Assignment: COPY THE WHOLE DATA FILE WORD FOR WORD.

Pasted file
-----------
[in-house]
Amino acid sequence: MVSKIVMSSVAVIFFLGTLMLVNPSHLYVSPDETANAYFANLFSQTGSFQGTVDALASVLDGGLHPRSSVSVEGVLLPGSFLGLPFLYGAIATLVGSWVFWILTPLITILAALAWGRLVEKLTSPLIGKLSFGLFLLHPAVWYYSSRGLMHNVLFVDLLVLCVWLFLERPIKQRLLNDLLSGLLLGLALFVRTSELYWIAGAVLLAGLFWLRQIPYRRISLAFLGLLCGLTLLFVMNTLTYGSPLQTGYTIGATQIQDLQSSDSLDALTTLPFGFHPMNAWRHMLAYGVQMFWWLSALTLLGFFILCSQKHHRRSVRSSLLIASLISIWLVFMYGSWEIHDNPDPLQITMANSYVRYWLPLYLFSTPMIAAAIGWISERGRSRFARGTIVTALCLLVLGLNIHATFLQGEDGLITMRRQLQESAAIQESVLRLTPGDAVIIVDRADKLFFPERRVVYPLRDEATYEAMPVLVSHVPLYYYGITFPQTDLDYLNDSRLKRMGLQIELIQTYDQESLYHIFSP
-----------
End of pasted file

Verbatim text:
[in-house]
Amino acid sequence: MVSKIVMSSVAVIFFLGTLMLVNPSHLYVSPDETANAYFANLFSQTGSFQGTVDALASVLDGGLHPRSSVSVEGVLLPGSFLGLPFLYGAIATLVGSWVFWILTPLITILAALAWGRLVEKLTSPLIGKLSFGLFLLHPAVWYYSSRGLMHNVLFVDLLVLCVWLFLERPIKQRLLNDLLSGLLLGLALFVRTSELYWIAGAVLLAGLFWLRQIPYRRISLAFLGLLCGLTLLFVMNTLTYGSPLQTGYTIGATQIQDLQSSDSLDALTTLPFGFHPMNAWRHMLAYGVQMFWWLSALTLLGFFILCSQKHHRRSVRSSLLIASLISIWLVFMYGSWEIHDNPDPLQITMANSYVRYWLPLYLFSTPMIAAAIGWISERGRSRFARGTIVTALCLLVLGLNIHATFLQGEDGLITMRRQLQESAAIQESVLRLTPGDAVIIVDRADKLFFPERRVVYPLRDEATYEAMPVLVSHVPLYYYGITFPQTDLDYLNDSRLKRMGLQIELIQTYDQESLYHIFSP